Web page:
The human genome is made up of two copies of each chromosome that are stored within the nucleus of cells. In addition to their number and structure, the position and spatial dynamics of chromosomes are under tight control. There is abundant evidence that direct interactions between chromosomes can be supported and even contribute to the activation or repression of several genes. My studies will focus on a particular type of interaction, that which occurs between maternal and paternal copies of chromosomes, known as homolog pairing. Many pairing-driven processes are essential for human development and can cause disease when gone awry, with outcomes ranging from cancers to compromised immune systems, physical deformities, and death. While a tremendous amount has been learned about the need of pairing on downstream homology- driven processes, almost nothing is known about how homologous chromosome segments find each other, physically align and then form stable pairing interactions within cells. The primary goal of this proposal is to identify and characterize the factors and mechanisms that mediate homolog pairing (Aims 1 and 2). Taking advantage of the fact that homologous chromosomes are intimately paired along their entire length in Drosophila cells, I will screen for mutations that decrease the fidelity of homolog pairing and then characterize the genetic pathways that are identified. Ultimately, the characterization of the genes underlying homolog pairing will not only shed light on the mechanism of pairing itself, but also the mechanisms of pairing-mediated processes that have implications for human development and disease. The process of homolog pairing is particularly relevant to cancer research, as these interactions can lead to dramatic changes in gene expression and may, therefore, contribute to the formation of some tumors. Striking evidence for this has recently been observed in human cells, wherein the maternal and paternal copies of the q arm of human Chromosome 19 inappropriately pair along its entire length in renal oncocytomas. This study raises the very new and exciting possibility that the state of homolog pairing is directly related to cancer. To better understand the impact of chromosomal interactions in the context of cancer, I will therefore also survey a wide variety of tumor cells for their ability to support homolog pairing (Aim 3). If pairing is observed outside of renal oncocytomas, it will indicate that changes in chromosome positioning, in addition to numerical and structural abnormalities, should be considered as an event associated with tumor formation and a new target for the treatment and prevention of cancer.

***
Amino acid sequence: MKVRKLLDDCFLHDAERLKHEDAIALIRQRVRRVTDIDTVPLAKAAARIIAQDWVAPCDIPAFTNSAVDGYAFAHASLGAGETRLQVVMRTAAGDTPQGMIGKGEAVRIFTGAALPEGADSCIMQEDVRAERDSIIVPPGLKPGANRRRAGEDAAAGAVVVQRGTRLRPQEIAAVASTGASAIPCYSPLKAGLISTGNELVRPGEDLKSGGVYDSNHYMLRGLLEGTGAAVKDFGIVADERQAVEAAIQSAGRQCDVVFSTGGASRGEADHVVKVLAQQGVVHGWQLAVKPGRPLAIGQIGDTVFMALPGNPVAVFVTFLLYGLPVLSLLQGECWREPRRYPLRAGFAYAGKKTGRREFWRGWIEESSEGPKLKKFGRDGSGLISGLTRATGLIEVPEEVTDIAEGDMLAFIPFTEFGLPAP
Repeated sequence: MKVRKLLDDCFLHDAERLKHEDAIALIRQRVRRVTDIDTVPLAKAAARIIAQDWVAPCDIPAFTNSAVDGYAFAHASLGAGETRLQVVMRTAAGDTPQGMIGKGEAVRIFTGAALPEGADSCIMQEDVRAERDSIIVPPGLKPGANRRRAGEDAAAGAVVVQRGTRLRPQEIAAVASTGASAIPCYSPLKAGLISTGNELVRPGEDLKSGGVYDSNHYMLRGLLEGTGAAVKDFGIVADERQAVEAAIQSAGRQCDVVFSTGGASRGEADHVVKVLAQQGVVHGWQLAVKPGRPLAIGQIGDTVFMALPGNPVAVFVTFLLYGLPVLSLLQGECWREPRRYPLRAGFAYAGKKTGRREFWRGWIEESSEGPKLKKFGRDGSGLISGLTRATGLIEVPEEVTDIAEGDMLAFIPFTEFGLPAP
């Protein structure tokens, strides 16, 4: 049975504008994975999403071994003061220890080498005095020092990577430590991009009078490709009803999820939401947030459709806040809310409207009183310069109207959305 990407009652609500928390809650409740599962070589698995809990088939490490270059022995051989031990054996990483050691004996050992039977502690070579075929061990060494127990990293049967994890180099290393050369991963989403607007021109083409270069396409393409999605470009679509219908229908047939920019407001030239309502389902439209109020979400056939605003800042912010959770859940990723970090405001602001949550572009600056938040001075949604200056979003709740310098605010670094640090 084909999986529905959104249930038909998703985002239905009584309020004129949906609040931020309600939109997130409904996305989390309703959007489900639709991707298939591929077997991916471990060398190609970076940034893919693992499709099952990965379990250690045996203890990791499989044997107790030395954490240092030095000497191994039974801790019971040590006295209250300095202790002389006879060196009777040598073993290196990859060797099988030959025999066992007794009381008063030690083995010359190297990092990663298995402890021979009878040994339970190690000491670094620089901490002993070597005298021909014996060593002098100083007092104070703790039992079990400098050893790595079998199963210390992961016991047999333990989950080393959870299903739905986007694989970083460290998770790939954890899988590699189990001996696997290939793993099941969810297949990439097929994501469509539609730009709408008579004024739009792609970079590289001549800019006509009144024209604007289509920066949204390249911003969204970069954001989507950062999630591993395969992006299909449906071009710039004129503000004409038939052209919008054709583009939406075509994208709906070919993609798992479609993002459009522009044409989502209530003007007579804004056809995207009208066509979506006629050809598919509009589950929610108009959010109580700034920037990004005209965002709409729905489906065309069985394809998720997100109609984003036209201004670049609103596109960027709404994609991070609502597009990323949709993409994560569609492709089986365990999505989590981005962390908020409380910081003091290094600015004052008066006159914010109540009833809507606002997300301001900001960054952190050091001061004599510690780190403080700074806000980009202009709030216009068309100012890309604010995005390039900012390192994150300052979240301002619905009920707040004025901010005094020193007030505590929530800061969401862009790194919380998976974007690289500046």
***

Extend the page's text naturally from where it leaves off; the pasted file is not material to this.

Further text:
The issue of interchromosomal interactions is clearly relevant to public health, as pairing can lead to dramatic changes in transcription and may, therefore, directly contribute to metastasis in the case of some tumors. Indeed, aberrant homolog pairing may increase mitotic crossing over and lead to loss-of- heterozygosity, a process that has long been known to be the underlying cause for many diseases, including cancer. If we observe pairing in transformed cells outside of renal oncocytomas, it may indicate that changes in chromosome positioning, in addition to numerical and structural abnormalities, should be considered as a genomic event associated with tumorigenesis.